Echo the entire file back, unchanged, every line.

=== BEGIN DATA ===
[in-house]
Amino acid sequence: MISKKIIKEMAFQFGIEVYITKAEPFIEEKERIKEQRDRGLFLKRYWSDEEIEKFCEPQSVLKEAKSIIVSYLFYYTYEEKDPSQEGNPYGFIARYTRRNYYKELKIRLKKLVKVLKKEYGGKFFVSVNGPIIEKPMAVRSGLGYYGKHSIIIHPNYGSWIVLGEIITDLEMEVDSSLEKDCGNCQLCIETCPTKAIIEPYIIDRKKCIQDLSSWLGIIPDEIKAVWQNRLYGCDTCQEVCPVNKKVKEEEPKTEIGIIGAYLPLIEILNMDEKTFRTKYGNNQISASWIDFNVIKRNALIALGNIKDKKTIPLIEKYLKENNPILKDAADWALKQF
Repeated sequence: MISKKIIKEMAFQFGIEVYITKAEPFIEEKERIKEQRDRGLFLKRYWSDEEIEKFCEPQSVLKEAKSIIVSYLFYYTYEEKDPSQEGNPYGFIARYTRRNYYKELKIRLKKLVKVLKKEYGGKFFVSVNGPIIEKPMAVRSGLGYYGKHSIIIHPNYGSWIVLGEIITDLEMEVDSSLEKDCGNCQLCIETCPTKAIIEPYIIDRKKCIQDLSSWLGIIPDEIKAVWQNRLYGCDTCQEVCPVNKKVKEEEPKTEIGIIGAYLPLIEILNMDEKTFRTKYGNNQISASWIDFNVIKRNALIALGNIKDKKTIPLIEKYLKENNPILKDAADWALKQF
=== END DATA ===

[in-house]
Amino acid sequence: MISKKIIKEMAFQFGIEVYITKAEPFIEEKERIKEQRDRGLFLKRYWSDEEIEKFCEPQSVLKEAKSIIVSYLFYYTYEEKDPSQEGNPYGFIARYTRRNYYKELKIRLKKLVKVLKKEYGGKFFVSVNGPIIEKPMAVRSGLGYYGKHSIIIHPNYGSWIVLGEIITDLEMEVDSSLEKDCGNCQLCIETCPTKAIIEPYIIDRKKCIQDLSSWLGIIPDEIKAVWQNRLYGCDTCQEVCPVNKKVKEEEPKTEIGIIGAYLPLIEILNMDEKTFRTKYGNNQISASWIDFNVIKRNALIALGNIKDKKTIPLIEKYLKENNPILKDAADWALKQF
Repeated sequence: MISKKIIKEMAFQFGIEVYITKAEPFIEEKERIKEQRDRGLFLKRYWSDEEIEKFCEPQSVLKEAKSIIVSYLFYYTYEEKDPSQEGNPYGFIARYTRRNYYKELKIRLKKLVKVLKKEYGGKFFVSVNGPIIEKPMAVRSGLGYYGKHSIIIHPNYGSWIVLGEIITDLEMEVDSSLEKDCGNCQLCIETCPTKAIIEPYIIDRKKCIQDLSSWLGIIPDEIKAVWQNRLYGCDTCQEVCPVNKKVKEEEPKTEIGIIGAYLPLIEILNMDEKTFRTKYGNNQISASWIDFNVIKRNALIALGNIKDKKTIPLIEKYLKENNPILKDAADWALKQF